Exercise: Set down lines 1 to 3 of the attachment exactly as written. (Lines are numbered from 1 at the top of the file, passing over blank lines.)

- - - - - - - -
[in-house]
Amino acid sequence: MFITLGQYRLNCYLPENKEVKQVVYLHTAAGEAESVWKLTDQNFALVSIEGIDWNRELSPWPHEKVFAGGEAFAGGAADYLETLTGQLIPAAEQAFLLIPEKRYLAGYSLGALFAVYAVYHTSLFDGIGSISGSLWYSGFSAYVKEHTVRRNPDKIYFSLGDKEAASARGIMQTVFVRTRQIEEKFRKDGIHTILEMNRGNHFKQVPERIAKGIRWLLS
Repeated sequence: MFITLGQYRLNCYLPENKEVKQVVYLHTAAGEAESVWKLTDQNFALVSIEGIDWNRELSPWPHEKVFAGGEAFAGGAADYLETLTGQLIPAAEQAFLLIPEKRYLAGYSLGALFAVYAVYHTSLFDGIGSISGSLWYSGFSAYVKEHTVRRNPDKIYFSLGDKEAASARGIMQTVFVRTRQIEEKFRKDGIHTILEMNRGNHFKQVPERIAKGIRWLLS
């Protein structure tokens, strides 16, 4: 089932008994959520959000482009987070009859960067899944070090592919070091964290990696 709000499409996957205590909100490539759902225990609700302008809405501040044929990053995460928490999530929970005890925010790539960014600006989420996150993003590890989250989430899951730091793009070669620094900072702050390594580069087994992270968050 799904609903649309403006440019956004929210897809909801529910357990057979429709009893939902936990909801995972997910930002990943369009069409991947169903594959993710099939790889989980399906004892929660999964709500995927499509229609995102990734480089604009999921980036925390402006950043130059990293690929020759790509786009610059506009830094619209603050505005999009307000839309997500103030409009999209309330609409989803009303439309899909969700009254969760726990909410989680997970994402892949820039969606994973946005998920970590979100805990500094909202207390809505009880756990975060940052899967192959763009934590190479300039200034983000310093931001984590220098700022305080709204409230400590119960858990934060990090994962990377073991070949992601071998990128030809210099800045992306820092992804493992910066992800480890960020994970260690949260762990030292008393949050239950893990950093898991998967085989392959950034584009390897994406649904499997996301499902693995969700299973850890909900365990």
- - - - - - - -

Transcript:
[in-house]
Amino acid sequence: MFITLGQYRLNCYLPENKEVKQVVYLHTAAGEAESVWKLTDQNFALVSIEGIDWNRELSPWPHEKVFAGGEAFAGGAADYLETLTGQLIPAAEQAFLLIPEKRYLAGYSLGALFAVYAVYHTSLFDGIGSISGSLWYSGFSAYVKEHTVRRNPDKIYFSLGDKEAASARGIMQTVFVRTRQIEEKFRKDGIHTILEMNRGNHFKQVPERIAKGIRWLLS
Repeated sequence: MFITLGQYRLNCYLPENKEVKQVVYLHTAAGEAESVWKLTDQNFALVSIEGIDWNRELSPWPHEKVFAGGEAFAGGAADYLETLTGQLIPAAEQAFLLIPEKRYLAGYSLGALFAVYAVYHTSLFDGIGSISGSLWYSGFSAYVKEHTVRRNPDKIYFSLGDKEAASARGIMQTVFVRTRQIEEKFRKDGIHTILEMNRGNHFKQVPERIAKGIRWLLS